When I make a parenting mistake, I want to own up to it so my sons see that I make mistakes, too. And, boy, did I make one the other day.
You see, I unknowingly brought up a very touchy subject for my six-year-old son. Yes, I’m talking about the number of teeth you’ve lost by the time you’re in first grade.
I love seeing kids with toothless grins. And, when I see any new gaps in the grins of my sons’ friends, I always ask them if they lost a new tooth.
Usually, they respond with a wide smile, antimatedly recounting when and how they lost it, where they were when they lost it, and of course, the tooth fairy’s twilight visit to their bedroom.
I know it makes them happy, but I failed to see that it makes my younger son unhappy.
Why? Because he hasn’t lost any teeth yet.
So, when my son’s friend asked me how many teeth my son has lost so far, I responded by saying “zero.” To make matters worse, I unknowingly emphasized the sore point by forming the number zero with my thumb and pointer finger.
What I didn’t know then was that I added salt to the wound by doing both together.
But, that wasn’t the worst of it. I had unknowingly given the child something to tease my sensitive child about when they saw each other at school the next day.
And, for that, I felt utterly terrible.
I am proud of my sons for who and what they are. And, that means the whole package – baby and adult teeth included.
I never dreamed that not having lost any teeth yet was a bad thing. To me, it was just a different thing. And, we’re all different from each other, right?
And, that’s what I told my son as he asked me when I was going to stop embarrassing him in front of his friends – and then burst into tears.
That hurt. Bad.
I couldn’t believe I singled my son out for being different and unknowingly played up one of his insecurities.
So, I tried to make the most of it by turning it into a good, positive discussion with both of my sons.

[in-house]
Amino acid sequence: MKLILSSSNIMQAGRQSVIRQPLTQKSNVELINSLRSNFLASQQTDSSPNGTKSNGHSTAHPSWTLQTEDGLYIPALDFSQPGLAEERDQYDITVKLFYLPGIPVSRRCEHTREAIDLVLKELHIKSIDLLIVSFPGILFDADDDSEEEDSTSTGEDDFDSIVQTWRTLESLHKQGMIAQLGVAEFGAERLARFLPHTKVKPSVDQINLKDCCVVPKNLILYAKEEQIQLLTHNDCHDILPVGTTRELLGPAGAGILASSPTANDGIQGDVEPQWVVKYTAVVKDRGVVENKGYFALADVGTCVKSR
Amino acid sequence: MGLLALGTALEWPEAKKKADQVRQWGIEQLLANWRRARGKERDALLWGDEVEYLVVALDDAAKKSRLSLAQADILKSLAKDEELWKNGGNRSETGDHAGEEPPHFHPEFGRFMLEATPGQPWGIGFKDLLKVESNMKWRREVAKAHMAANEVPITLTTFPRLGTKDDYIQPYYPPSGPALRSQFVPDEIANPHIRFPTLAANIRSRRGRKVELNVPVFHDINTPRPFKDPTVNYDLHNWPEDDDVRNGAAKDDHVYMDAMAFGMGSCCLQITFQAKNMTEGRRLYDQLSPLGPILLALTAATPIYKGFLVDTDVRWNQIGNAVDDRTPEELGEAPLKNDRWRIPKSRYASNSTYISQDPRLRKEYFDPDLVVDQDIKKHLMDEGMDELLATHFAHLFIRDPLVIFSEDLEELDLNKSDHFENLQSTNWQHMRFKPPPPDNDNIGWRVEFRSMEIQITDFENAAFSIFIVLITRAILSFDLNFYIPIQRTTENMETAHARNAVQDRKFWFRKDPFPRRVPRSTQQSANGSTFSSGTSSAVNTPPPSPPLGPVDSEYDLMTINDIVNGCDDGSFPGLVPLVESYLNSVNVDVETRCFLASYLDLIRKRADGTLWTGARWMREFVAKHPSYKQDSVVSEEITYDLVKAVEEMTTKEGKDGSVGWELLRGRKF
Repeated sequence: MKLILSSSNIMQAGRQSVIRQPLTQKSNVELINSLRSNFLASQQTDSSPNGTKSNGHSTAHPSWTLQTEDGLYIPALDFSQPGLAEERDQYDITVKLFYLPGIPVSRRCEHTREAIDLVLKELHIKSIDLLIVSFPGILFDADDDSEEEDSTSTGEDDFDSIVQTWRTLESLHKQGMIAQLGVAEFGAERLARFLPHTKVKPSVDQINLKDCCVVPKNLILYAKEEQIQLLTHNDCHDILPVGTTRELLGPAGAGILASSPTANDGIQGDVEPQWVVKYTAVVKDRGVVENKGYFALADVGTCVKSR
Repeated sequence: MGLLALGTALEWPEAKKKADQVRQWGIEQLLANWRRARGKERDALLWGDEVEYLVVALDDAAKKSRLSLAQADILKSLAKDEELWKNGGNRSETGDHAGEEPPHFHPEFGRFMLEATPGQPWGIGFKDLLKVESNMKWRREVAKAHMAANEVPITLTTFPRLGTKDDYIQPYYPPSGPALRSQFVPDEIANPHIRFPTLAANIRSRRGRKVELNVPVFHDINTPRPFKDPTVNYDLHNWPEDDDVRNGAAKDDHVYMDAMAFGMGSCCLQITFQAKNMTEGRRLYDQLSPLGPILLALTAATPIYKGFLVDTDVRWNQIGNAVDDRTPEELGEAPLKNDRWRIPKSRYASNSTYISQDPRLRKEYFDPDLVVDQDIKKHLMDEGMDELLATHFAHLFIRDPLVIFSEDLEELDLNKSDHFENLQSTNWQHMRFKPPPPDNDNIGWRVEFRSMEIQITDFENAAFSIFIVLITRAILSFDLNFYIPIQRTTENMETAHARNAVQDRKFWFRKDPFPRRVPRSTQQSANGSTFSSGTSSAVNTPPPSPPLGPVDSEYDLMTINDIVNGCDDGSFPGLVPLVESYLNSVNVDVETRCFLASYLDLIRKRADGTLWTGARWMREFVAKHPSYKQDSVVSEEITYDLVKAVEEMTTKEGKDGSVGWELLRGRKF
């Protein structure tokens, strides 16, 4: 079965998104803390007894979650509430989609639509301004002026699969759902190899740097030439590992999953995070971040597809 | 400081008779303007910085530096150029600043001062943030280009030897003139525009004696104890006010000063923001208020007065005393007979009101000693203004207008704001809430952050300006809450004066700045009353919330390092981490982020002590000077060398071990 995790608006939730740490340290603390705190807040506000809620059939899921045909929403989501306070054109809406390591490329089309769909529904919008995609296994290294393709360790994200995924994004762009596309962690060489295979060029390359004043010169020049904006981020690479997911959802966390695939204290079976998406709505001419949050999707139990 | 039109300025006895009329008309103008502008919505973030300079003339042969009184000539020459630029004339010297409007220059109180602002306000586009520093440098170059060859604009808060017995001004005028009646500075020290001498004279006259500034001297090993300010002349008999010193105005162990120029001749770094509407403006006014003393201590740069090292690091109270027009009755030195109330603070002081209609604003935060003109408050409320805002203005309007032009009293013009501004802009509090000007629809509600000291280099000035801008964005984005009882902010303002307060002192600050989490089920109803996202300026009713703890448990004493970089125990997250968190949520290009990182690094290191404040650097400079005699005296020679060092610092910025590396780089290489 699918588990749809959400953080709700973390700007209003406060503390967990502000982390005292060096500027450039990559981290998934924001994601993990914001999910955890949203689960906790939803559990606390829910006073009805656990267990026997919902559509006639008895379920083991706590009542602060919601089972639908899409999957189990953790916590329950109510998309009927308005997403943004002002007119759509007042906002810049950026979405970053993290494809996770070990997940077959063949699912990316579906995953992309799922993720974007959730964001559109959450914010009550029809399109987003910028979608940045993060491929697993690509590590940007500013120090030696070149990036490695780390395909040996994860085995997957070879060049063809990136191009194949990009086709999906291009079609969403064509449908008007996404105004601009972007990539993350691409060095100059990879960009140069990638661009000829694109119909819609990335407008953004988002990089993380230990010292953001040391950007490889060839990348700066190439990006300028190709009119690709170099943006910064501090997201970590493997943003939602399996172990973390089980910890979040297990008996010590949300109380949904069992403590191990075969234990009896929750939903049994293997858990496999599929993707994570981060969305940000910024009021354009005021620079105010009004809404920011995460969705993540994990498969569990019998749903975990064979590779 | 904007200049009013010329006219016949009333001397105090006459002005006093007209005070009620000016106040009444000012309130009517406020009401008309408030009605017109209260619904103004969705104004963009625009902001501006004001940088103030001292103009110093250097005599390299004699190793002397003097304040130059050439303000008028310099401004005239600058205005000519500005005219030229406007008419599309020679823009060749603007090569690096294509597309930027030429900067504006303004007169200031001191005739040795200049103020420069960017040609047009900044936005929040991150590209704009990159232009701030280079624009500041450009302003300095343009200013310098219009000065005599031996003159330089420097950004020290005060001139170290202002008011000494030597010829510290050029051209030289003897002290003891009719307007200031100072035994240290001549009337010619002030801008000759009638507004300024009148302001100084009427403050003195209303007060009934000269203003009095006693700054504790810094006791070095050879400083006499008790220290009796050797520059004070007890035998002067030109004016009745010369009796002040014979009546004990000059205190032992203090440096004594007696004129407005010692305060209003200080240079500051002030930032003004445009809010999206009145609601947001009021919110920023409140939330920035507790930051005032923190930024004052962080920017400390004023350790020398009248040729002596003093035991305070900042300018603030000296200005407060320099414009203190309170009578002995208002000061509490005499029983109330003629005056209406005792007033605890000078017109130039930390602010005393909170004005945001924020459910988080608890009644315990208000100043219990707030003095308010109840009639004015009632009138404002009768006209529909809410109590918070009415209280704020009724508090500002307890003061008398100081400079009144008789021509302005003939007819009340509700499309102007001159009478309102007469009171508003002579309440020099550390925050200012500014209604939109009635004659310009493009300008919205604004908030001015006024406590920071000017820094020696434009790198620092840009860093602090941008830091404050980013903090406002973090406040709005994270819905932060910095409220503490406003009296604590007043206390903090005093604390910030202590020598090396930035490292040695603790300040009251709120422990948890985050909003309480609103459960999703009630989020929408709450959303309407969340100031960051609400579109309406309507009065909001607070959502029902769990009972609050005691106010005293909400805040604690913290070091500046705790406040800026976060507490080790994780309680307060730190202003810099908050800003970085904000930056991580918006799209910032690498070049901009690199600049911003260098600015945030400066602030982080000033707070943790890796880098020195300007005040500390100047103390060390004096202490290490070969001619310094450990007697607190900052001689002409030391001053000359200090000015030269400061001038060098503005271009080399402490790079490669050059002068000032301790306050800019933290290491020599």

We talked about how I want them to be proud of who and what they are – their race, their religion, their height, their hair color, their favorite TV shows, their favorite subjects, and, yes, even their teeth. And, I never want them to base their own happiness or pride in themselves on how they compare with others – or what someone says to, or thinks of, them.
I’m glad we had the discussion. I just wish it hadn’t come at the price of me being the one to sadden my son and subject him to any unnecessary teasing by his friends.
But, I will tell you that I am in awe of my son for totally and completely calling me out on my mistake and telling me how it made him feel.
I am so glad that he felt confident enough in himself to speak up and tell me the error of my ways. I can only hope he’ll do that for many years to come. And, I hope he’ll allow it to be a two-way dialogue, with both of us respecting the other’s opinions, points of view and reactions. No matter what.
Chances are, as his mom, this probably won’t be the last time I embarrass him in front of his friends. I mean, we’re not even close to hitting the teenage years yet.
My wish is that one day soon he’ll be able to stand strong if anyone teases him for being different, and be able to proudly say that they’re right. He is different – and that’s a good thing. And, I’ll be proud of him – even if he says those words with all or none of his baby teeth in his mouth.
– Celebrating diversity: Can pointing out our differences help bring us together?
– Lesson from the playground: We’re all different – and very much the same
– Parenting is a two-way street: Kids expand our horizons, too
– 5 ways you can encourage your child to be an “upstander”
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